J.P. Morgan Chase & Co. (JPM) yields 3.4 percent; Merck & Co. (MRK), 3.3 percent; Citigroup (C), 3.1 percent. Overall, the Dow last week carried a dividend yield of 1.9 percent, compared with 1.7 percent for the S&P.
The Dow is also cheaper than the S&P by standard valuation methods. The Dow’s price-to-earnings ratio is 20; the S&P’s is 23. The Dow’s price-to-book ratio, the number of dollars it takes to buy a dollar of its average firm’s net worth on the balance sheet, is 2.4, compared with 3.5 for the S&P.
The Dow’s earnings are expected by a consensus of analysts to rise 14 percent this year. Based on that estimate, the Dow’s forward P/E is only 17 — awfully modest for a portfolio of stable, fast-growing companies.
What’s wrong with the Dow? Not much. John Buckingham, who edits the Prudent Speculator, the top stock-picking newsletter of the past 20 years, focuses on overlooked small-caps, but now he’s also recommending several Dow components, including GM, Alcoa, and Johnson & Johnson (JNJ).
GM, with revitalized management, ranks No. 3 on the Fortune 500 list for revenue — $195 billion last year, with $3.8 billion in profit. It has by far the most valuable assets of any non-financial company ($449 billion), yet its market cap is only $26 billion — compared with $36 billion for Yahoo Inc. (YHOO). Shares are down one-third from their 2001 high, and the stock yields a hefty 4.3 percent (about the same as a 10-year Treasury bond) and carries a current P/E of just 9.
Buckingham notes that GM is suffering from a large inventory of unsold cars and trucks, but, looking ahead, he sees the company earning more than $7 a share in 2005. Not bad for a stock trading at around $45 today.
Alcoa late last week suffered what Wall Street calls a “negative earnings surprise” — profits weren’t as high as analysts had been led to believe. But long-term investors should pay no attention to such nonsense. Aluminum prices rose 13 percent last year, and the Value Line Investment Survey expects them to “rise even further this year based largely on a pickup in both the U.S. and global economies.” Alcoa, with $22 billion in sales, is the world’s largest aluminum producer. It has an excellent balance sheet and a forward P/E ratio of just 13, with a dividend yield of 1.8 percent.
Since last summer, Johnson & Johnson has traded in a narrow band (roughly between $49 and $54 a share). It’s been a smooth ride but, except for the dividend (the yield today is 1.8 percent), not a very productive one for investors. The stock was over $64 two years ago.
Still, this is a spectacular company with a well-balanced product line (among pharmaceuticals, medical devices, and consumer products), a gorgeous balance sheet, profit that has risen in a Beautiful Line for decades and a half-century-long tradition of hiking dividends. Best of all, J & J carries a valuation well below its average during the 1990s. Its forward P/E is just 17, enticingly low for a company that Value Line expects to increase earnings at an average of 13 percent annually for the next five years. As Dow Theory Forecasts recently put it, “If you apply J & J’s five-year average P/E to trailing earnings, the stock is worth $75.”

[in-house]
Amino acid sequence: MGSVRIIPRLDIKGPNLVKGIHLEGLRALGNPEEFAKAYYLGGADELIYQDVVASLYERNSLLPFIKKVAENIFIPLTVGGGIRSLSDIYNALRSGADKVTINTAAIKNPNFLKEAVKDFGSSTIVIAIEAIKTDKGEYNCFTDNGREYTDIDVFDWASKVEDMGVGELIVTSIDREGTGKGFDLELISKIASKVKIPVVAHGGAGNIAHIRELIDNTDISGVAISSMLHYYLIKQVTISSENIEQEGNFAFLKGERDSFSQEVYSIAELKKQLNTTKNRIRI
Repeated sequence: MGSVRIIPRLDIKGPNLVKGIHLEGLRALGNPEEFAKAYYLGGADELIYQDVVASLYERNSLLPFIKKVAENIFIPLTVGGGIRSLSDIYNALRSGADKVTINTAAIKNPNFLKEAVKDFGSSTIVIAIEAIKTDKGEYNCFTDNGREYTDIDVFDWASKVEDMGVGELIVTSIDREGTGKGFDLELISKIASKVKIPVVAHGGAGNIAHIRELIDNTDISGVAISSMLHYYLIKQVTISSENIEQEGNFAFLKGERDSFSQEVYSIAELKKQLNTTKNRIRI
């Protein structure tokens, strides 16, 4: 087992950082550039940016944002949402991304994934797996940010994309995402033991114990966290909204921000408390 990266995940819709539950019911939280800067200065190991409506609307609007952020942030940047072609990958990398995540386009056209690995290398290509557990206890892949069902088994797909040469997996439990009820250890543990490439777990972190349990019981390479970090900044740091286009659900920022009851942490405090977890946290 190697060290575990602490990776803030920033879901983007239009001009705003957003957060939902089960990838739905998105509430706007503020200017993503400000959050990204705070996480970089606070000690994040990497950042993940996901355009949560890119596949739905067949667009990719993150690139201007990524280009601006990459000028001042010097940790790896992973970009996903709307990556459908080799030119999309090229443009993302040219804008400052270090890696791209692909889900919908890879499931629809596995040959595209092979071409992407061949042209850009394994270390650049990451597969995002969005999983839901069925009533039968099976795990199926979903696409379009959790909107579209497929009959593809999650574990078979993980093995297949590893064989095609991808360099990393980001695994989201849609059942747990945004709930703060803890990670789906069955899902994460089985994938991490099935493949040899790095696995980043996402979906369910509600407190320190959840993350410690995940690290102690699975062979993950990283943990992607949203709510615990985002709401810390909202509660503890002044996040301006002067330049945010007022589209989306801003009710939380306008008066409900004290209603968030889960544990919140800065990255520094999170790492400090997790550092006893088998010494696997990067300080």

The easiest way to buy the Dow as a whole is through an exchange-traded fund (ETF) called Diamonds Trust (DIA), which you purchase as though it were an individual stock. The price for a share is roughly 1/100 of the value of the index. Diamonds charges only 18 basis points (0.18 percent) in annual expenses, but you have to pay brokerage fees to buy and sell the shares.
A conventional mutual fund that has been a longtime favorite of mine has a near-Dow portfolio. It’s called ING (formerly Lexington, formerly Pilgrim) Corporate Leaders Trust (LEXCX). The fund was launched in 1935, and the idea was to select 30 companies that would survive and thrive for the next 80 years (eventually extended through 2100, when the trust is scheduled to be liquidated). The gimmick is that the portfolio was fixed, changing only with bankruptcies, mergers, and spin-offs.
Many of the stocks are Dow components, including Exxon Mobil Corp. (XOM), Citigroup, GE, Procter & Gamble Co. (PG), and DuPont. The fund also includes former Dow stocks ChevronTexaco Corp. (CVX), currently yielding 3.2 percent; Sears Roebuck & Co. (S), 2.2 percent; and Kodak, 2 percent. With an expense ratio of only 63 basis points, Corporate Leaders has performed well, keeping pace with the S&P 500 for the past 10 years but at lower risk. It has trailed the Dow, however.
Pick either fund, or simply choose the components you find attractive. Either way, this is a time to look carefully at Dow stocks. Get ‘em while they’re cold.
James K. Glassman is a resident scholar at the American Enterprise Institute, a Washington think tank, and host of TechCentralStation, a Web site focused on issues of technology and public policy sponsored by various corporations and trade associations. He is also a member of Intel Corp.’s policy advisory board. Of the stocks mentioned in this article, he owns Merck, Pfizer, GE, Exxon Mobil and Intel. His e-mail address is firstname.lastname@example.org.
– James K. Glassman is a fellow at the American Enterprise Institute and host of TechCentralStation.com. He is also a member of Intel Corp.’s policy advisory board. Of the stocks mentioned in this article, he owns Merck, Pfizer, GE, Exxon Mobil, and Intel. This article originally appeared in the Washington Post.